Lawyer Artur Leontyev, who represents the community, told Interfax that the court questioned two experts during proceedings on Tuesday: social psychologist Leonid Kulikov, who was invited by the prosecutor, and Center for Religion Studies head Nikolai Shaburov, who spoke for the defense.
“Kulikov told the court that he has met with families whose members entered the Jehovah’s Witnesses community. However, he admitted that he himself had never attended the Witnesses’ meetings,” Leontyev said.
The expert engaged by the defense said the accusations against the Jehovah’s Witnesses could well be brought against any other religion.
“It is expected that Shaburov’s questioning will be continued at the next court session,” Leontyev said.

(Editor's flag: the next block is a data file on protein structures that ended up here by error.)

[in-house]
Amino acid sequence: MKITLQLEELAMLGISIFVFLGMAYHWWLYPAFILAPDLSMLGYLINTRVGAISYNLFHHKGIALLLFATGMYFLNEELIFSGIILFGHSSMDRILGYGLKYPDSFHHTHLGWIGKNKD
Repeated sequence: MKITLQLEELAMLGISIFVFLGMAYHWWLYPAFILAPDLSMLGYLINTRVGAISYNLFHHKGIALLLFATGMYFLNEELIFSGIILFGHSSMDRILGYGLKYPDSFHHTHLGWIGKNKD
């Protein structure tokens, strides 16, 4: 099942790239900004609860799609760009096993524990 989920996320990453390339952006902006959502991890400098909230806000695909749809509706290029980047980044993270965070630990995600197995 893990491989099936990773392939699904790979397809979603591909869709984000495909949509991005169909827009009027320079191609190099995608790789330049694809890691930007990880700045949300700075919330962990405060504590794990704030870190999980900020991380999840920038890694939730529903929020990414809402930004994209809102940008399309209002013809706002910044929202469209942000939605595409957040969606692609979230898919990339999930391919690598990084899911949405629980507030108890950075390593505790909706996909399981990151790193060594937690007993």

The proceedings against the Moscow community of the Jehovah’s Witnesses was opened in September 1998. Prosecutors who investigated the sect’s activities concluded that it fueled religious discord, ruined families, and inclined seriously ill people to refuse medical aid for religious reasons.
The Golovinsky Court, however, ruled in favor of the Jehovah’s Witnesses in 2001.
The Moscow City Court, in response to a request from prosecutors, invalidated the ruling and ordered that the case be reconsidered.
The new proceedings opened in spring 2002, during which the court ordered that literature published by Jehovah’s Witnesses undergo expert examination.
However, the Moscow City Court invalidated this decision as well, and again returned the case to the Golovinsky Court, which then ordered a philological and psycholinguistic expert examination. The hearings were resumed after the examination was completed.
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